Sharona B Ross, MD1, Timmothy J Bourdeau1, Jamaal Hardee, MS2, Darrell J Downs, ATC1, Heather M DeReus1, Whalen Clark, MD1, Alexander S Rosemurgy, MD1. 1Florida Hospital Tampa, 2University of South Florida College of Medicine
Introduction: Surgeons aspiring to avoid patient perceived body image distortion are a major driving force behind Laparo-Endoscopic Single Site (LESS) surgery. This study was undertaken to determine if patients perceive changes in or distortion of body image after undergoing LESS surgery.
Methods: At preoperative and first postoperative office visits, patients undergoing LESS surgery were surveyed about their body image. Patients used a Likert scale to score their perceptions (1=definitely disagree to 5=definitely agree). Patients also ranked their satisfaction with their overall appearance and their abdominal appearance along a continuous line (0% very dissatisfied to 100% very satisfied). Median data are reported.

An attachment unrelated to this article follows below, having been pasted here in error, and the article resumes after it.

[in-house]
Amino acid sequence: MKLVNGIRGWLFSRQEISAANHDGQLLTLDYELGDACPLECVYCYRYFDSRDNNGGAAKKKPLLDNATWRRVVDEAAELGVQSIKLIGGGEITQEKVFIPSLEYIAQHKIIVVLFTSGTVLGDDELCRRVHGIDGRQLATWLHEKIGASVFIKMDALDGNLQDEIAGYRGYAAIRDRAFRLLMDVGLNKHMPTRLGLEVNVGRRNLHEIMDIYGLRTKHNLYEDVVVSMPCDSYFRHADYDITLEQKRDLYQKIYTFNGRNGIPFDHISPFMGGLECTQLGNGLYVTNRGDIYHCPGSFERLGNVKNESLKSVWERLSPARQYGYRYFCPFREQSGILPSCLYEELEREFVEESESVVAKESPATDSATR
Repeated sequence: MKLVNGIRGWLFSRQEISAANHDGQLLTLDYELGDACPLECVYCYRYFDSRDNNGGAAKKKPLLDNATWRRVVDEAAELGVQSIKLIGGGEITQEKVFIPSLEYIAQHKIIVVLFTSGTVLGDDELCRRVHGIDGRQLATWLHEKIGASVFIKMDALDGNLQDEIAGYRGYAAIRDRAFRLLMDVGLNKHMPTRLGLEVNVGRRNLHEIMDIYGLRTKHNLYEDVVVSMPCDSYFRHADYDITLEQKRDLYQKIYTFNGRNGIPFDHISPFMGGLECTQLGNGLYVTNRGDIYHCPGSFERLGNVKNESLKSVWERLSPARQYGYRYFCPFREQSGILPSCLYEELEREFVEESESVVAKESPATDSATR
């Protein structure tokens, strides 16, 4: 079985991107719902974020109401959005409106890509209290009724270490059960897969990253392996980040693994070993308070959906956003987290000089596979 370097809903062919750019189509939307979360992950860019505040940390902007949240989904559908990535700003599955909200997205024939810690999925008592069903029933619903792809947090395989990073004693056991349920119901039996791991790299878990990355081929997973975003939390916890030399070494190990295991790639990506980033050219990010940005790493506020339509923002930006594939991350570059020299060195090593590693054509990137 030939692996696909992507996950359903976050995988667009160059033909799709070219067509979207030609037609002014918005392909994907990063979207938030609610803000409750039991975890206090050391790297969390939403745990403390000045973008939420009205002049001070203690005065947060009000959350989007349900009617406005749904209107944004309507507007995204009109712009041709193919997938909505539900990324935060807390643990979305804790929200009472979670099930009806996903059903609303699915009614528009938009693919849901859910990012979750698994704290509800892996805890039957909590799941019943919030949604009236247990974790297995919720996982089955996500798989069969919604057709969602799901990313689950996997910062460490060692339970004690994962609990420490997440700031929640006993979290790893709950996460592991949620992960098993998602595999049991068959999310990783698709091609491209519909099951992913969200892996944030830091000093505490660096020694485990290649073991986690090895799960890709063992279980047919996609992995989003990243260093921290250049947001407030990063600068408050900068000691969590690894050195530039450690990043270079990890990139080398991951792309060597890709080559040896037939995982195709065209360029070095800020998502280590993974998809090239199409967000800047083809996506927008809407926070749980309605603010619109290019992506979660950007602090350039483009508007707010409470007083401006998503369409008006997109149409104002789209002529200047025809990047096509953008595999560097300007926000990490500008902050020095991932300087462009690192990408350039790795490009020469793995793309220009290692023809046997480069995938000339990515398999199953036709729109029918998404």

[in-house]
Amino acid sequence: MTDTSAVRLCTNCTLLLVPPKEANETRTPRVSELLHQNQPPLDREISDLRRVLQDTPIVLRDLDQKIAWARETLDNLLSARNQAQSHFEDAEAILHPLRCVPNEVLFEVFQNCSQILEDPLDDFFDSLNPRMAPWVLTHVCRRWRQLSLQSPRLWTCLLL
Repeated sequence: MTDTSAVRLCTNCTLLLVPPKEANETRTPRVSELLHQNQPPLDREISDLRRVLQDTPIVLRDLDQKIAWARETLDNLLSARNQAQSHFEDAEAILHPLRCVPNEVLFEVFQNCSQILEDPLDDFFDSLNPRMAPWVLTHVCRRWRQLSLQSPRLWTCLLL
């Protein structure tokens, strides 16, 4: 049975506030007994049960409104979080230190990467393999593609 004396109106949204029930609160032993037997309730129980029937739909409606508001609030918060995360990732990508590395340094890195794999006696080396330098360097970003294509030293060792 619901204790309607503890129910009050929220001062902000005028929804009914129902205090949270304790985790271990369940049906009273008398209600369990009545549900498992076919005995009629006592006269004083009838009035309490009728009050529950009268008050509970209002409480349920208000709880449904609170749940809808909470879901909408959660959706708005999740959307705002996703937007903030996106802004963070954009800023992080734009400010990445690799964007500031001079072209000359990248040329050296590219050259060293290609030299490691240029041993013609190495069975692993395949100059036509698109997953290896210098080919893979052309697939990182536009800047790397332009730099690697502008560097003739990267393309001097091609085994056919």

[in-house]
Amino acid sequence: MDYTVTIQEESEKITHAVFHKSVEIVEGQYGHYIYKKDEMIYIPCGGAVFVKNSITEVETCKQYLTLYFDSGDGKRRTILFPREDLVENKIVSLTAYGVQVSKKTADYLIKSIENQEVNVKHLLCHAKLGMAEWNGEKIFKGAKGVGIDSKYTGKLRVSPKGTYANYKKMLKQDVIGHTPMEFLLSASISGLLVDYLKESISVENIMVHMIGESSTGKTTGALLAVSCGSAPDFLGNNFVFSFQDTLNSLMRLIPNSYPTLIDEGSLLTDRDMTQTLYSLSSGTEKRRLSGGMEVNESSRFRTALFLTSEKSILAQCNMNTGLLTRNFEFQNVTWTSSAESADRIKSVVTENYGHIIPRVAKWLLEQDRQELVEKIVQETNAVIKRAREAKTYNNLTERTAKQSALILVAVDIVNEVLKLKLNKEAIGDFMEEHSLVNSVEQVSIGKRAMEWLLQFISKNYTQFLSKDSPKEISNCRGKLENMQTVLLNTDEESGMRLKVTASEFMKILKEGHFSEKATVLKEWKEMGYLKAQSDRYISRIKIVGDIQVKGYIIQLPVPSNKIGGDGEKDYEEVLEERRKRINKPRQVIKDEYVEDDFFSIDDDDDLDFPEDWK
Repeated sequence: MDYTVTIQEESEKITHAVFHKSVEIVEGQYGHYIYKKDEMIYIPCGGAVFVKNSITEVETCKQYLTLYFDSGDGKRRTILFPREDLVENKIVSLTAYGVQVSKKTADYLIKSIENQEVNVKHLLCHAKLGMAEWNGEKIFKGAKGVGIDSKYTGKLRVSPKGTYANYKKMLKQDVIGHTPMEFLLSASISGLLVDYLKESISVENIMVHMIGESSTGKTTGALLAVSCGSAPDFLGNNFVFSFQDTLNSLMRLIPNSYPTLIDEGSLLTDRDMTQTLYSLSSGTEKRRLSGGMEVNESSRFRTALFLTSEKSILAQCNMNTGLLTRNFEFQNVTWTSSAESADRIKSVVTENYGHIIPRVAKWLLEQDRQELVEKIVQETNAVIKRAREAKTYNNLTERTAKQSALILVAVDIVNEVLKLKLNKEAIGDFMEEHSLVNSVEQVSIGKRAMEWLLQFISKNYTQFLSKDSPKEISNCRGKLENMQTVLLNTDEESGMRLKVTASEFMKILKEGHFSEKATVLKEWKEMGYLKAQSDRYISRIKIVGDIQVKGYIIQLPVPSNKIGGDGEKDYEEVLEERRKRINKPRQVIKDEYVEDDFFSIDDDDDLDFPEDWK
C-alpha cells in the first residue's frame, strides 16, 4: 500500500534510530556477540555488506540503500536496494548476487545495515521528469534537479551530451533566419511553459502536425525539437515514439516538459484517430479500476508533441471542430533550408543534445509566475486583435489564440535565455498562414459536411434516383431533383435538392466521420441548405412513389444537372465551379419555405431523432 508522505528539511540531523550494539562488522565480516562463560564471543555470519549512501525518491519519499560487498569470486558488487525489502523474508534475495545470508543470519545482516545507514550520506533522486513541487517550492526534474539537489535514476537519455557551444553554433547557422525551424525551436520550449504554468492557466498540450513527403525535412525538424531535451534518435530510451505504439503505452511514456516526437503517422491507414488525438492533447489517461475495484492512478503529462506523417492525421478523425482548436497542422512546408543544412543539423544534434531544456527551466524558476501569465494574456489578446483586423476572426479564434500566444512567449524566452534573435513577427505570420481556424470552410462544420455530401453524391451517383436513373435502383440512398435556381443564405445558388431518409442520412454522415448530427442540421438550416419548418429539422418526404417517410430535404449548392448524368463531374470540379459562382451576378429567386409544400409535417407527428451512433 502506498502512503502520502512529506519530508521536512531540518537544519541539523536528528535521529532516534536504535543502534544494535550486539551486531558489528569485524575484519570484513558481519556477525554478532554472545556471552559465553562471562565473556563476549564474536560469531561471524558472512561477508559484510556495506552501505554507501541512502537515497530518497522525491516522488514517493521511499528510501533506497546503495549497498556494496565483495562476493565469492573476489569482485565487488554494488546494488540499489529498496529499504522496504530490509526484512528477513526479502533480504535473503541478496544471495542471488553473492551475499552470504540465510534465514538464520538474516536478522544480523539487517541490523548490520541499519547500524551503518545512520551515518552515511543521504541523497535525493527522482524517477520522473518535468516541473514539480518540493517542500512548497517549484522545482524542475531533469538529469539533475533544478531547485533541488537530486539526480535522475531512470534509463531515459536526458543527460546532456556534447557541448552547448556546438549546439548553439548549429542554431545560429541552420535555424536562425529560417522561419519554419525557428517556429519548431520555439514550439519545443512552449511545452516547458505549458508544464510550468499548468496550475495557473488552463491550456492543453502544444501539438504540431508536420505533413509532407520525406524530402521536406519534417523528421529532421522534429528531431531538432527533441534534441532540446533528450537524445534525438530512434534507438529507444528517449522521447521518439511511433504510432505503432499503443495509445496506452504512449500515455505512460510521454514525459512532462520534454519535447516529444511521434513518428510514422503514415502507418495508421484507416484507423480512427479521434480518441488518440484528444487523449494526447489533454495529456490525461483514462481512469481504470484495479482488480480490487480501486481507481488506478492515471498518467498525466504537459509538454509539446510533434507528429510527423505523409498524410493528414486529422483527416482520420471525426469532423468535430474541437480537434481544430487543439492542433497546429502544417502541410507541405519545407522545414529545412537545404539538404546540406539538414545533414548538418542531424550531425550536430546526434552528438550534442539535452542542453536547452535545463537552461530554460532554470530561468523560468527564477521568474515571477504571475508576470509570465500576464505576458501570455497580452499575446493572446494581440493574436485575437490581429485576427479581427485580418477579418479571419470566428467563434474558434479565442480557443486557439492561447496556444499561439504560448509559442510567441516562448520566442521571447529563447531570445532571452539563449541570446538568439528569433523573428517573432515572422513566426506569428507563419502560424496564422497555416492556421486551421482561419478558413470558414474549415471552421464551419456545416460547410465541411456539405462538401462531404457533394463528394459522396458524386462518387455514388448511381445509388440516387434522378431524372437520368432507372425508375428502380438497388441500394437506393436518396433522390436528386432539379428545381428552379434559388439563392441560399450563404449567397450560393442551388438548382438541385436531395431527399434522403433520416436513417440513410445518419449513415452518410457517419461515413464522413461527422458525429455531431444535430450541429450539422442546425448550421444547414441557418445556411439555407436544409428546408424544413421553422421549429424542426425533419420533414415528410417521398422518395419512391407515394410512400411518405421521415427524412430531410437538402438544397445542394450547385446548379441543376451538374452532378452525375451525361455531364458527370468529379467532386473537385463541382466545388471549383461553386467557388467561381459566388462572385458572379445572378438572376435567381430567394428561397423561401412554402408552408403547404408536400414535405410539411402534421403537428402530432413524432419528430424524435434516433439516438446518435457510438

Results: 167 patients (age 54years, 61% women) were queried. There were no differences before vs. after LESS surgery for : “My body is sexually appealing, “I like my looks just the way they are”, “Most people would consider me good looking”, “ I like the way I look without my clothes”, “I like the way my clothes fit me”, “I dislike my physique”, and “I am physically unattractive” (Table). As well, postoperatively, satisfaction with overall appearance did not change (Table). Following LESS surgery, patients were significantly more satisfied with the appearance of their abdomen (59% preoperatively vs. 82% postoperatively; p=.04) (Table).
Conclusions: Before LESS surgery, patients have a healthy perception of their appearance and body image. After LESS surgery this does not change; however, there is a surprising improvement in their satisfaction with the appearance of their abdomen. Body image distortion does not occur with LESS surgery and, notably, patients denote an improved satisfaction with the appearance of their abdomen.